Over the weekend, a coven of Ukranian feminists dressed in black robes went to a mosque in Stockholm. They went inside, taking off their shoes as a show of respect. The place was mostly empty, which hurts the impact of what they did a little bit. But we’re all reading about it, so what they did next obviously resonated beyond Sweden.
They ripped off their black robes, revealing slogans emblazoned across their topless torsos. The slogans said things like “No Sharia in Egypt and the world” and “My body is mine, not somebody’s honor.” They shouted things like “Free women!” and “No oppression!”
As happened at a similar protest six weeks ago in Tunisia, the half-naked protesters were hilariously dragged from the scene, probably by sheepish men in impeccable suits. They were jailed and charged on charges of suspicion of disorderly conduct.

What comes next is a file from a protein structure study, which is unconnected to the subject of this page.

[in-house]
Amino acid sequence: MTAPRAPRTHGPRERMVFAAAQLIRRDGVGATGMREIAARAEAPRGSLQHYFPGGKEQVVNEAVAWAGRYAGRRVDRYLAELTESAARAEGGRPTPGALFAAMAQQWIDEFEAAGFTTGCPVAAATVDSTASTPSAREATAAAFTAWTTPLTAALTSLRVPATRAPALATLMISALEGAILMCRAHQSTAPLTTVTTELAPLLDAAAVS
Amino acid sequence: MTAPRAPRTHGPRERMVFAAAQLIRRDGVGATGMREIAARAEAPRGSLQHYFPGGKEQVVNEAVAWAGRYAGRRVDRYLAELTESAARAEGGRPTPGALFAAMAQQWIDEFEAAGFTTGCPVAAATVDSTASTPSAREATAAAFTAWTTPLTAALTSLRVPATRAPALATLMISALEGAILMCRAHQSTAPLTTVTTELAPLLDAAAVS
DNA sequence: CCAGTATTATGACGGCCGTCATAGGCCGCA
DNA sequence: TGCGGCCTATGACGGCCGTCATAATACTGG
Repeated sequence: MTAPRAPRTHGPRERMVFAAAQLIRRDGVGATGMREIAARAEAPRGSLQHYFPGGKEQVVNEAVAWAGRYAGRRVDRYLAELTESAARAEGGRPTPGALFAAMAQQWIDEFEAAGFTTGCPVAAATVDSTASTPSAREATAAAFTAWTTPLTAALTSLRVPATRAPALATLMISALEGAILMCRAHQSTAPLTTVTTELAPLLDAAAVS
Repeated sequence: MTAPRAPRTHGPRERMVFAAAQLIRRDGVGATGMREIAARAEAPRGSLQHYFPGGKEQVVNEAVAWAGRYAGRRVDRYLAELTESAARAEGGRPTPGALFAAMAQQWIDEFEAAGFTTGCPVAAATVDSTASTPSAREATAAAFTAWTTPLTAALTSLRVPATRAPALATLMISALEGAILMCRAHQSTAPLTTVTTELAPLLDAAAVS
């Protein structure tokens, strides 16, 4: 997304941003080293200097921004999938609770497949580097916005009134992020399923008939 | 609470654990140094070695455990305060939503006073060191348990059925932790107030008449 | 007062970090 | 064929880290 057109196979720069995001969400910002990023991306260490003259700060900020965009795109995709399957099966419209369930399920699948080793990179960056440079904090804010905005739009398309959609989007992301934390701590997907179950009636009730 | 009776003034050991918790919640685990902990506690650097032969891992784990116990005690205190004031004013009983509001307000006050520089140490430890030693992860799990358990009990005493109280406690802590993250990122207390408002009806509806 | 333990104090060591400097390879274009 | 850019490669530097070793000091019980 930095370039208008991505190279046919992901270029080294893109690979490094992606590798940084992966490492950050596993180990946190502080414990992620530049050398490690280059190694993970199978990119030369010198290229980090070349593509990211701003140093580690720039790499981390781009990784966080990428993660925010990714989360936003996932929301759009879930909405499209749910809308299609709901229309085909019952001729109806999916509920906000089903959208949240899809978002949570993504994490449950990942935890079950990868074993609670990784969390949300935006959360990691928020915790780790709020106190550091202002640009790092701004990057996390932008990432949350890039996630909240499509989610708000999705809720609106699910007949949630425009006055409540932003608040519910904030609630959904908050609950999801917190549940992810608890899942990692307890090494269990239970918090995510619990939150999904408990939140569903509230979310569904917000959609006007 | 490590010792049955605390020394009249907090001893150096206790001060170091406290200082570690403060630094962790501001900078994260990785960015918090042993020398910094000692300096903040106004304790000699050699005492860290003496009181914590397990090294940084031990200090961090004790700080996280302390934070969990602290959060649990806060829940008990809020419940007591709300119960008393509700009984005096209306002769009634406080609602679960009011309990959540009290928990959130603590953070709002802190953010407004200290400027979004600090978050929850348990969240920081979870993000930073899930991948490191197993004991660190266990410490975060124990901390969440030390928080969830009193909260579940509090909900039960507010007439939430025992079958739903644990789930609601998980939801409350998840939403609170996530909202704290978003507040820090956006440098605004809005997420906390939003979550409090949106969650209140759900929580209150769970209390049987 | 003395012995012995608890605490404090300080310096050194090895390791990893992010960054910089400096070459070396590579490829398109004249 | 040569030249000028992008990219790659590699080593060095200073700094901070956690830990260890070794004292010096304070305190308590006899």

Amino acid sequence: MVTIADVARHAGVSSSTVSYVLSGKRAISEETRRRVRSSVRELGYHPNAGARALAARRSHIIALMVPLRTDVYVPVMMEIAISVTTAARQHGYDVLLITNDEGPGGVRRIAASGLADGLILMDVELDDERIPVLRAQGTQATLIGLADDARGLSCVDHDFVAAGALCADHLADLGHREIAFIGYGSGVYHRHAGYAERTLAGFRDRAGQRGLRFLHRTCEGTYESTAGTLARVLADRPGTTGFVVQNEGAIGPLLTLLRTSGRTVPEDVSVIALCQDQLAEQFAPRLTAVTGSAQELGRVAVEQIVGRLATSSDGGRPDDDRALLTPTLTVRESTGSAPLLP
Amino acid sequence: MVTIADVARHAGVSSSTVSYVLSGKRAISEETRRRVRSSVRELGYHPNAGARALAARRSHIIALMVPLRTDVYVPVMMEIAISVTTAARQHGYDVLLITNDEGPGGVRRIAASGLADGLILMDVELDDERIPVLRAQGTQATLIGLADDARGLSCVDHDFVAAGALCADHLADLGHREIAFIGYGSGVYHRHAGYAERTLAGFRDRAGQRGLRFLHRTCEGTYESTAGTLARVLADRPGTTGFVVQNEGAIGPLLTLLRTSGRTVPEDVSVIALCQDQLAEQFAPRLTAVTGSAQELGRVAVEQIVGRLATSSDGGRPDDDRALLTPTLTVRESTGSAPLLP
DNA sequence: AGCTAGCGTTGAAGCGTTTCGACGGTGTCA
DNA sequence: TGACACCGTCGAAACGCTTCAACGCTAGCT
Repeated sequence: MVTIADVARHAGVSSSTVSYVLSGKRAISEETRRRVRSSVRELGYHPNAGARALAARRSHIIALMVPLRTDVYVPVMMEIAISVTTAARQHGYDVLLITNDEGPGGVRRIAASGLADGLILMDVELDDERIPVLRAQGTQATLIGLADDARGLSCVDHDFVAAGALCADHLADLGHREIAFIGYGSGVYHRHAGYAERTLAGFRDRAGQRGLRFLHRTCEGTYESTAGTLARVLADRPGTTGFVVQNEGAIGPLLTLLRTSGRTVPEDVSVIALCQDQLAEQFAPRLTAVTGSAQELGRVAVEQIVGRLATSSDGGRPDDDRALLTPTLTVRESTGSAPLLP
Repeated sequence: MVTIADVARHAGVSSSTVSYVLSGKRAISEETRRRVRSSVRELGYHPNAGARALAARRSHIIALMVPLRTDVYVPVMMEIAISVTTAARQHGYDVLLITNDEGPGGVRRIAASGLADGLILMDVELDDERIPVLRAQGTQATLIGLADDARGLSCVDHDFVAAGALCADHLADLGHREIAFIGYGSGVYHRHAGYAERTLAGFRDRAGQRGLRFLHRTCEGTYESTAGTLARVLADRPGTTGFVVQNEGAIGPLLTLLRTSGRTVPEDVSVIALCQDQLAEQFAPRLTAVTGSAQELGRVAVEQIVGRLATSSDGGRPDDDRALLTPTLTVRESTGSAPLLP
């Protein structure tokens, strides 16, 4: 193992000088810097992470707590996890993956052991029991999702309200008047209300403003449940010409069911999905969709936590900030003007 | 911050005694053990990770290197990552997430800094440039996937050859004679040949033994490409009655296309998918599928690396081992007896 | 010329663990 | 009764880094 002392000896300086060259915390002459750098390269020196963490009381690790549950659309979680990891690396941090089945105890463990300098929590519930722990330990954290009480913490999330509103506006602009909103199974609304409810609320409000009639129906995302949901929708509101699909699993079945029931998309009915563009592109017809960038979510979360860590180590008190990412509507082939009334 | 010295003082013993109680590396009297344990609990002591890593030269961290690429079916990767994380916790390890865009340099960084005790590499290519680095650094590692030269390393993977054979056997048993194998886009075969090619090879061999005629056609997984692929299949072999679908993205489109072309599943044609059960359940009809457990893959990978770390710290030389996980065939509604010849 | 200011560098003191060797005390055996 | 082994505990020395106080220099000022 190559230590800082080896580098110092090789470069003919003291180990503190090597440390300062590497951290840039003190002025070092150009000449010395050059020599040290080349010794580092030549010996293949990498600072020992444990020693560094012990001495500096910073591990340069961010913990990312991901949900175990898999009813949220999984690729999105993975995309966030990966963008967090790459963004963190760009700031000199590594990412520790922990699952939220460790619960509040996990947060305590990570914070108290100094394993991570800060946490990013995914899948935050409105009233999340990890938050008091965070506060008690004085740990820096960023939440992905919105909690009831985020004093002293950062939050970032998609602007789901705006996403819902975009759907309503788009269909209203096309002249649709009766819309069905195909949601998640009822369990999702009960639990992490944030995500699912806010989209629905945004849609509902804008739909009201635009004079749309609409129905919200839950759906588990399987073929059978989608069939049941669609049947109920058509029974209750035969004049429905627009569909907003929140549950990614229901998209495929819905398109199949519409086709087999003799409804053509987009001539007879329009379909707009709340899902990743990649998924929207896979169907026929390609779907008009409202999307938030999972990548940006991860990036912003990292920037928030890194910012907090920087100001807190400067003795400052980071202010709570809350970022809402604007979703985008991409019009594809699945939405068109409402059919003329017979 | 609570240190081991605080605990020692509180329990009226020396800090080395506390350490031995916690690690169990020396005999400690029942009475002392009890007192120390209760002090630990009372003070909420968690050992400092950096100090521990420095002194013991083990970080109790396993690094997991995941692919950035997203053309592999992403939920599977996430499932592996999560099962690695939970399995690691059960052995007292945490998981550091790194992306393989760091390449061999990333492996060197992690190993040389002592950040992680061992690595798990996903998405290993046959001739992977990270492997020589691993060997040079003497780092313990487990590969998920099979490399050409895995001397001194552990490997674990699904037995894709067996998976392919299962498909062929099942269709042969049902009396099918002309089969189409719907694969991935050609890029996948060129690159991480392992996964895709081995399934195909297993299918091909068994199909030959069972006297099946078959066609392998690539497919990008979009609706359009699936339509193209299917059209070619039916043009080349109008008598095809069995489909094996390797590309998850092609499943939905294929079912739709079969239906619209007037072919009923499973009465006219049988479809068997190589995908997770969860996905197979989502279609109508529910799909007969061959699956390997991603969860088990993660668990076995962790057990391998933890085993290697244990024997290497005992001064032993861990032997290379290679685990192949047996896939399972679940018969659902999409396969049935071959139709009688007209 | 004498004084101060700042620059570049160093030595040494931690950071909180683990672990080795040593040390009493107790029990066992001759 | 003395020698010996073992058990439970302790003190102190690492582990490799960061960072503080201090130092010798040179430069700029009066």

The women are members of FEMEN, a 5-year-old Ukranian women’s organization that, unlike the consumer-grade lifestyle feminist movements that preoccupy the affluent ennui of liberals in Western society, actually has a few things to fight about — and Islamic repression lies at the heart of nearly all of it.
“If we did that demonstration in my country, we [would be] raped; we’re going to be cut with knives; we [would be] killed,” said Egyptian protester Aliaa Magda. “We should not be called ‘whores,’ or [told that] we are doing something shameful, like they were calling us today in the mosque,” said another unnamed protester. “They were calling us whores, whores from hell.”
Call them whatever you want. But they’re not fighting for more social support for prostitutes or Federal mandates on access to late-term abortions. They’re fighting against Islamic extremism and the brutal male fantasy of Sharia law, which imposes unbelievable structure, bondage and punishment on women living in societies where Sharia serves as the arbiter of Islamic justice.
More here with video.
And where is the voice of gender equality in the U.S. protesting the oppression of women in Islam?